Upsets leave March Madness brackets busted


Last year, BYU student Aaron Clark chose the best NCAA tournament bracket out of all his friends. This year, Clark is losing to a bracket chosen by his Magic 8 ball.

Millions of brackets are submitted each year to sites like and Despite the millions of entries, there are no perfect brackets remaining this year. Many students find their brackets destroyed after just two rounds of play. While most people have barren brackets, a few people find their predictions standing out from their peers.

Students' brackets are in pieces after two rounds.

Growing up in Cardston, Alberta, Clark didn’t have much exposure to college basketball until after his mission. Last year marked the first time Clark ever participated in a bracket challenge with friends.

Clark picked Kemba Walker and the Huskies to go all the way and rode UCONN to the championship, winning his own group. This year Clark is in the cellar of his group and his bracket is only ranked in the fourth percentile, according to

Clark only has Kentucky, Baylor, Michigan State and Kansas remaining, with Kansas picked to win the whole tournament.

“That’s not looking too promising either,” Clark said.

Jed Montgomery, an information technology major from Kennewick, Wash., began filling out brackets four years ago. Montgomery doesn’t claim to be a bracket guru, but feels like over time he has become better at choosing brackets.

“Every year it becomes a little more of an informed guess,” Montgomery said.

Despite his increased awareness of the tournament, Montgomery finds himself ranked toward the bottom of his group of friends and is only in the 33rd percentile of brackets submitted to While he hasn’t been successful in his predictions this year, he takes solace from comparing his own bracket to brackets submitted by notable people such as President Barack Obama, LeBron James and Rajon Rondo online.

While Montgomery does want his bracket to succeed, he ultimately prefers to see big upsets over his bracket’s prosperity. Montgomery was particularly pleased to see Duke’s first-round upset to Lehigh.

“I like to see established teams go down early,” Montgomery said.

Jesse Flemming, a history teaching major from Mesa, Ariz., has been filling out brackets for 10 years, but hasn’t ever picked a bracket he’s satisfied with. This year, Flemming points to Missouri’s and Florida State’s losses as the cause for his troubles and his standing near the bottom of his bracket competition.

“I’m always at the bottom, I can never get this thing right,” Flemming said.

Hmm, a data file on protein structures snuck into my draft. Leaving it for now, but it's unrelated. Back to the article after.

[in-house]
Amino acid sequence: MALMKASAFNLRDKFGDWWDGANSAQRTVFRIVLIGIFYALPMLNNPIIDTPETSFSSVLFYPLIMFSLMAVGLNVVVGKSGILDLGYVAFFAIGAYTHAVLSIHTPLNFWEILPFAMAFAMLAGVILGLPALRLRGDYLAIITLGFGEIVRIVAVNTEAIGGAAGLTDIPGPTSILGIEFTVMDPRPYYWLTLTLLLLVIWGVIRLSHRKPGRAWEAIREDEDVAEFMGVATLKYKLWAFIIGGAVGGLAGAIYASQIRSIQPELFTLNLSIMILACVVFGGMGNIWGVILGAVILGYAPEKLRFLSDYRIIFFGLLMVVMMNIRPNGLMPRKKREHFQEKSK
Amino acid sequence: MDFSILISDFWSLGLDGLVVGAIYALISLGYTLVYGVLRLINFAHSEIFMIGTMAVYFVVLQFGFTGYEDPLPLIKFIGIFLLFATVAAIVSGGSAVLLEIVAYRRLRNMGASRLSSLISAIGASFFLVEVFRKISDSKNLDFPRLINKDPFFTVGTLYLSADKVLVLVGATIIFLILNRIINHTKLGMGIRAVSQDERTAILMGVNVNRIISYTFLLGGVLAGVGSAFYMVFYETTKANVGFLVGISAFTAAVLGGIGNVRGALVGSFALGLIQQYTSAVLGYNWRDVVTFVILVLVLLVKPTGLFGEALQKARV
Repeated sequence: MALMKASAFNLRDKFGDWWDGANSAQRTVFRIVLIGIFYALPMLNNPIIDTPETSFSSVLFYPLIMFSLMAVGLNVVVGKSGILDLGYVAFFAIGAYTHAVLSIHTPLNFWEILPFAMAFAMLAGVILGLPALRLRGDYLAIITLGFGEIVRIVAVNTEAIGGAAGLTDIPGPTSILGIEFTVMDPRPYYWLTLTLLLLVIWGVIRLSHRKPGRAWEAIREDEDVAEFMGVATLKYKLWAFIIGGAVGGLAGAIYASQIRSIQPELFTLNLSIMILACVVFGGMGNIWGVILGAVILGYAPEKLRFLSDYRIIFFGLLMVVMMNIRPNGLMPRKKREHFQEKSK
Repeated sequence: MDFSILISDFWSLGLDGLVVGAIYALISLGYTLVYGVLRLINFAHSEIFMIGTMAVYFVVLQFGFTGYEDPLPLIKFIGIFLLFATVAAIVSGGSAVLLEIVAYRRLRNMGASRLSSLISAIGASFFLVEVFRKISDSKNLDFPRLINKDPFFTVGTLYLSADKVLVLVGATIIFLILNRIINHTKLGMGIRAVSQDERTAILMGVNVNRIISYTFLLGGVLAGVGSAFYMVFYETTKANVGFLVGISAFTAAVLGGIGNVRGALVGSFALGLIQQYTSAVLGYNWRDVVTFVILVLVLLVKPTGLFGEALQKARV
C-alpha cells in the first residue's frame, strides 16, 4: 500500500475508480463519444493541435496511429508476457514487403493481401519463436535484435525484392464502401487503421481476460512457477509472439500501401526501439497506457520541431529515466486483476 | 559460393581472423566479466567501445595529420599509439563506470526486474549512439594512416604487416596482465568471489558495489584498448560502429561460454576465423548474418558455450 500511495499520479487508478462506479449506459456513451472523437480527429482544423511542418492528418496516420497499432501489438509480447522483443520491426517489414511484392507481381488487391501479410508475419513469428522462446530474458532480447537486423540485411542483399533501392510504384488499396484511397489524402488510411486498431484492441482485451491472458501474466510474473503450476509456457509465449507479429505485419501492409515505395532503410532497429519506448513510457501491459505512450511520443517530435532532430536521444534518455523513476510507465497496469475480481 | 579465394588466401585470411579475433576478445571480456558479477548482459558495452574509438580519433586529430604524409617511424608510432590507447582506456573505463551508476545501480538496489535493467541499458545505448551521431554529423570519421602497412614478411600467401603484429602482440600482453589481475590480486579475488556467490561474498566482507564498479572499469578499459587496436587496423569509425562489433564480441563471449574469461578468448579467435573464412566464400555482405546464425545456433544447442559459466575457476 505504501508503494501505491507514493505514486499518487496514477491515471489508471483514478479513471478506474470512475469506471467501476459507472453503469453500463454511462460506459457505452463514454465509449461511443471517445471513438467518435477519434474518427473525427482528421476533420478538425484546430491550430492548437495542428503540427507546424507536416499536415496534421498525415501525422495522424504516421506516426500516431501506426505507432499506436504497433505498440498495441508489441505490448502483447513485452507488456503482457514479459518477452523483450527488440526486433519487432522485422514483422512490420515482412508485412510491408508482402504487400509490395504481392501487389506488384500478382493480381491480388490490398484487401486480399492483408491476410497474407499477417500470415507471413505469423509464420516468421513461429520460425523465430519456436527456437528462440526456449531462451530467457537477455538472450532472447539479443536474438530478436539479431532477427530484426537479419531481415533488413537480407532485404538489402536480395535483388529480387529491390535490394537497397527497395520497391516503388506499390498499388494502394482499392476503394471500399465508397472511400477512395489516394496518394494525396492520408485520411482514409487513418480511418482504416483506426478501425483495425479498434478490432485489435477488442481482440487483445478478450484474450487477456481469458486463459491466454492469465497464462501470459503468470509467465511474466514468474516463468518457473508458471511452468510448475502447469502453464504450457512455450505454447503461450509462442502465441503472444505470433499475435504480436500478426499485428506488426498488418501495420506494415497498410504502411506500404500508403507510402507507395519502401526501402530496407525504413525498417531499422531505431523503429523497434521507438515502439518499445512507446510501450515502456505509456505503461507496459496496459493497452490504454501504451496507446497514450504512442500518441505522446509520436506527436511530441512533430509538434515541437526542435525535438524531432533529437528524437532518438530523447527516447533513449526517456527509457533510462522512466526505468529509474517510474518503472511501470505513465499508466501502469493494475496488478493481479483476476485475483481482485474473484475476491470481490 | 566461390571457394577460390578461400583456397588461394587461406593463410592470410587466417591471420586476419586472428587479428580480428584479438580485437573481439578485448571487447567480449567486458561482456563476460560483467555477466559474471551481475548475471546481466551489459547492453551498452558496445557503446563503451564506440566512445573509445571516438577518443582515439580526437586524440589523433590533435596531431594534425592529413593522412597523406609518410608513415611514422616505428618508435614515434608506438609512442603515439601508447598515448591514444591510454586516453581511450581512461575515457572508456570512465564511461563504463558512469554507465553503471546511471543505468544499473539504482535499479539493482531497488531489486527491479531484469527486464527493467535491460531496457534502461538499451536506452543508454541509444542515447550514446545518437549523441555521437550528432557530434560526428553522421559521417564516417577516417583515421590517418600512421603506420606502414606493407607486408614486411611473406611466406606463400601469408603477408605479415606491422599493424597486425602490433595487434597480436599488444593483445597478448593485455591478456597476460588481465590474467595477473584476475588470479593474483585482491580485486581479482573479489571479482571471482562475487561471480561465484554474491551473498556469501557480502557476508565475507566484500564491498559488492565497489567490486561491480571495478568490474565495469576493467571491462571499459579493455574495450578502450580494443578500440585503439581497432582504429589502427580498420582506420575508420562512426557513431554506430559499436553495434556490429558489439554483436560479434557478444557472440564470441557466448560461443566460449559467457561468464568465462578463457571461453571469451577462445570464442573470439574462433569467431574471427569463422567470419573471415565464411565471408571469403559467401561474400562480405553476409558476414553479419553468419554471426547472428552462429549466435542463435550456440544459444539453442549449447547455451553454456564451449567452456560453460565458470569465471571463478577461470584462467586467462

Because of his struggles in predicting correctly, Flemming began a tradition of picking two brackets per year. One bracket contains his serious predictions, while the other he refers to as his “silly” bracket. His silly bracket was decided in past years by doing a coin flip, deciding what teams have the best nicknames and choosing which mascots would win in a fight. This year’s silly bracket is decided by choosing which mascots are his favorites. Despite its arbitrary nature, his silly bracket is winning through two rounds.

“My silly one always wins,” Flemming said.

While most people find their brackets in shambles, Jeff Lake, a former BYU student and current dental school student at Temple University, is riding high. Lake entered the same bracket into four different group challenges and is on top of each of them. Lake’s submitted bracket is ranked in the 96th percentile by While many people listen to experts and follow the best players to make their tournament picks, Lake has his own methods.

“First off, I don’t follow the hype,” Lake said.

Rather than picking a team with a single superstar, such as Kevin Durant at Texas a few years back, he prefers well-rounded teams. Another tip Lake offered was to forget history unless players on the current roster contributed to making history. Several years back, Gonzaga had big upsets in the early rounds of the tournament on a few different occasions.

“I don’t pick Gonzaga every year just because of upsets from the past,” Lake said.

This year, Lake correctly picked 12 of the 16 teams in the Sweet 16 and has all of the teams remaining for his picks in the Elite Eight. Lake’s Final Four teams include Florida, North Carolina, Kentucky and Ohio State.

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